By Maximiliano Rizzi
BUENOS AIRES (Reuters) - Argentina's ruling party presidential candidate, Daniel Scioli, on Monday vowed to seek at least $30 billion of investment per year over the next four years to stimulate the stagnant economy if he wins October's election.
Heavy state controls introduced by outgoing President Cristina Fernandez have dampened investment in recent years. Scioli, who is leading in opinion polls, has campaigned on a platform of gradual change while defending her social policies.
In a speech outlining his vision for Latin America's third-largest economy, which is struggling with double-digit inflation and anemic growth, Scioli did not say how he would attract that level of investment but said he would strengthen successful policies while "recognizing the mistakes".
"My aims are clear: sustained economic growth, full, quality employment, distribution of income and better life quality," he told hundreds of business executives, trade union officials and party members gathered in a Buenos Aires theater.
Argentina in particular needs an estimated $200 billion in investments over the next decade to exploit its shale oil and gas formation, estimated to be one of the world's largest.
Analysts concur the next president must secure a deal, with creditors suing the country over unpaid debt to ensure such major investments. Scioli's advisers have said he wants to do just that.
Yet on Monday the two-time Buenos Aires provincial governor sounded defiant. Echoing Fernandez, he called the hedge funds "vultures" and said that while Argentina aimed to pay 100 percent of its bondholders, it could only do so in "just, legal, equitable and sustainable conditions".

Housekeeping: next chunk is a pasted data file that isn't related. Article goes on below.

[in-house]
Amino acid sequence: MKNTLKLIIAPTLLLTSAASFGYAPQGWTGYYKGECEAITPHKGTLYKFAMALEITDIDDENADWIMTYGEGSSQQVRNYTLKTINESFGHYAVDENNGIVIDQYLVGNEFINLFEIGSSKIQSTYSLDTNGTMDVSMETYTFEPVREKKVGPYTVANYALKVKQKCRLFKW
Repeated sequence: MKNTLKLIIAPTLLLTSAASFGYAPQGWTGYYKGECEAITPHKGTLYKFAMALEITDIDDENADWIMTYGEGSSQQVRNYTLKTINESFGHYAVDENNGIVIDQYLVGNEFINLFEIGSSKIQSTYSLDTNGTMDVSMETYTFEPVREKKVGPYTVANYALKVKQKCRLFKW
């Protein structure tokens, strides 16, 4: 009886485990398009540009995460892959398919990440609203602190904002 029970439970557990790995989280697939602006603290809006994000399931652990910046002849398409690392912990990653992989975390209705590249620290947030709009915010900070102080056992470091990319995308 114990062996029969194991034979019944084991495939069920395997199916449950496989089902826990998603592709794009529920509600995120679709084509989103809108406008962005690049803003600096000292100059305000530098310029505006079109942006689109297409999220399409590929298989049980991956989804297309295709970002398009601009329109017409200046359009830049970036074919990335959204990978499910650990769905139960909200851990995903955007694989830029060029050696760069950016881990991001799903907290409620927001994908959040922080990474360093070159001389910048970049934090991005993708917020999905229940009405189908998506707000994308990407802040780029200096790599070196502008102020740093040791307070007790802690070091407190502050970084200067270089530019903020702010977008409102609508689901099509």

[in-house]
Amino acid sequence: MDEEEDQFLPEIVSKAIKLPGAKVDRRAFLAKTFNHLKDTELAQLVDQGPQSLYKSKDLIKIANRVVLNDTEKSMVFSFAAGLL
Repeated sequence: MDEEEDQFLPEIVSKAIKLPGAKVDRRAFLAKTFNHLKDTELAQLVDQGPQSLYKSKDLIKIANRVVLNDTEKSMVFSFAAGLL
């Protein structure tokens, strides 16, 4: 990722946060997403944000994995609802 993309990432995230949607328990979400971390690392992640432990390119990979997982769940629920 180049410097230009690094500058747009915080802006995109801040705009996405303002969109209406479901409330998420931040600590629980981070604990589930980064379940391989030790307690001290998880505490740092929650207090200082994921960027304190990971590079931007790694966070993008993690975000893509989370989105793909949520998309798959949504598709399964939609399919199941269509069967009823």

The government has used this rhetoric to slam the funds for claiming full repayment of the debt Argentina defaulted on in its record 2002 default when 93 percent of bondholders agreed to a steep discount. Scioli suggested he would not go easy on the funds in possible negotiations.
"It is not necessary to pay the vulture funds to access financing," Scioli said, adding that it was better to access hard currency via strong exports than debt.
A weekend poll showed Scioli set to win 38.4 percent of the vote on Oct. 25, ahead of his closest rival, more business-friendly Buenos Aires mayor Mauricio Macri on 25.3 percent.
However, he will need to drum up more support still if he wants to avoid a less predictable second round run-off.
Scioli also said he would seek to bring inflation down to single digit figures, while the central bank would maintain control of the local peso currency.
(Writing by Sarah Marsh; Editing by Ken Wills)